How to talk with your kids about the Coronavirus (COVID-19)

What do I do with the kids?

Right now, your job is to stay calm, and ease your child’s worries

Most of us at Pathstone are parents, just like you and understand how challenging this time can be with not only school being out for longer than anticipated but also dealing with easing our children’s fears of what is occurring globally as a result of the COVID-19 outbreak.

First and foremost it is important that we as adults’ role model effectively how to deal with what is occurring around us. Our children look to us as examples and this pandemic can be a strong demonstration of how we came together as a society to support one another and made decisions that were in the best interests of all.

Our Agency has already posted ways in which you can talk to your children about COVID-19 / Coronavirus 

While a State of Emergency for Ontario sounds scary, explain to your children that these are measures to protect us. Teach them what social distancing means (1-2 metres apart) and why it’s important.

Talking about why their March break camp has been cancelled, large gathering spaces have closed, and why their favorite restaurant wants you to take your meal home, instead of dining in will help them better understand how they can do their part to keep our community as safe and as healthy as possible.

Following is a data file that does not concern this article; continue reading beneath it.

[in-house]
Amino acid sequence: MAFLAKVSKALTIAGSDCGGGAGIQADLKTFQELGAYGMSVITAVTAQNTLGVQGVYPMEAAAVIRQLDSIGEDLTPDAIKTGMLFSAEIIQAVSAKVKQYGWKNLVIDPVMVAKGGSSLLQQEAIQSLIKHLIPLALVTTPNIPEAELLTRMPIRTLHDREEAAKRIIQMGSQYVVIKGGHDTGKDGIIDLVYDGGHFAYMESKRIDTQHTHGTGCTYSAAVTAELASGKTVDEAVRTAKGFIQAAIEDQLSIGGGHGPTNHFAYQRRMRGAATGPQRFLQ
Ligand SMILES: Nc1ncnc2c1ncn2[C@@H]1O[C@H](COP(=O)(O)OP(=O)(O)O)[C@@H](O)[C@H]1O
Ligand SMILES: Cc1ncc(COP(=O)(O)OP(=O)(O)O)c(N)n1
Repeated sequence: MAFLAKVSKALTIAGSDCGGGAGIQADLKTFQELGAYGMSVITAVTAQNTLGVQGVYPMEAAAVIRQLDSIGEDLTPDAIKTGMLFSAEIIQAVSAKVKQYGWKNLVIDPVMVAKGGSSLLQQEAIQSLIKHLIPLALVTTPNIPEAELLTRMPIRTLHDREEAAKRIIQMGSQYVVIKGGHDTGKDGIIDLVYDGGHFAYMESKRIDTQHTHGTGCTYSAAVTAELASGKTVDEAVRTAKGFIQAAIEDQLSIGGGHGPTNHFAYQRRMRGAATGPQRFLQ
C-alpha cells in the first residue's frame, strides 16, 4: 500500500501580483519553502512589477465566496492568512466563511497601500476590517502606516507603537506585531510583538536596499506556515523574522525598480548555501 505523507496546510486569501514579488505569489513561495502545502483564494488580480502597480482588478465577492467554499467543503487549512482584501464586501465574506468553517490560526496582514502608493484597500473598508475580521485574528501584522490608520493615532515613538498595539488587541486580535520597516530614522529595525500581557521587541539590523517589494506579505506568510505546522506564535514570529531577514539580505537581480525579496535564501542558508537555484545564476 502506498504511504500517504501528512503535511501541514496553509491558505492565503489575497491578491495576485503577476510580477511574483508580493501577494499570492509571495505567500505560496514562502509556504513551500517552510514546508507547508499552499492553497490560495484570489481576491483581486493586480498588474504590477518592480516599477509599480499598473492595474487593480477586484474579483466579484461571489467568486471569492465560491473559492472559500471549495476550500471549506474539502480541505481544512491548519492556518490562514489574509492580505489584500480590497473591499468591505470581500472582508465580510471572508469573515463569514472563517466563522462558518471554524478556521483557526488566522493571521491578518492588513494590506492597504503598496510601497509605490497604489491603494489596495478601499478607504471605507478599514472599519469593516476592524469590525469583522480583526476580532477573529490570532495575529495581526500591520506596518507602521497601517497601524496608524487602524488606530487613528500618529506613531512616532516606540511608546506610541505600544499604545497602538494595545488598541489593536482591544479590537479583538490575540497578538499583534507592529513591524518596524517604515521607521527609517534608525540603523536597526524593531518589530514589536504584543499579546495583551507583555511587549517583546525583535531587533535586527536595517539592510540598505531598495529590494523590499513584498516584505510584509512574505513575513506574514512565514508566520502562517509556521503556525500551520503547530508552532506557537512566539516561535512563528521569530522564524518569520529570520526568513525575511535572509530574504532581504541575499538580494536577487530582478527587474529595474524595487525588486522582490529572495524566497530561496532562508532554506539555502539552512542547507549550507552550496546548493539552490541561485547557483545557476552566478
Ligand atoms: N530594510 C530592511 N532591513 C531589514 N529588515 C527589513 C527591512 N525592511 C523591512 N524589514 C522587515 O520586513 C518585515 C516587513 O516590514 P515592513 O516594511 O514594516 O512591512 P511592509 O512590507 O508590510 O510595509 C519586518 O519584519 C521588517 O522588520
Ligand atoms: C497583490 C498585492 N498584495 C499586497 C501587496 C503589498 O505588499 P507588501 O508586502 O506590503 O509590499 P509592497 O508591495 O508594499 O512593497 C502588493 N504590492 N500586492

Ask your child questions like,

  • What have you heard about the virus?
  • Is there anything that you are worried about (future)?

This is your opportunity to hear their concerns and correct any misinformation.

Limiting how much they see about the outbreak on TV or devices is also a good idea.

As their guardian it is your job to ease their worries and assure them that we must stay calm and practice kindness.

Mr. Rogers always taught us to “look for the helpers.”

Be sure to thank cashiers who are continuing to work at our local grocery stores. Check on an elderly neighbour and even offer to pick up some essentials if they need them.

Simple acts of kindness go a long way of maintaining calm during the storm and we must remain calm.

There is always light in the darkness no matter how difficult it seems in the moment. Instead of looking at things we can’t do because of the outbreak, look at the things you can do, because there is some extra time.

Go for a hike, take the dog for a walk, play games, go jump on the trampoline!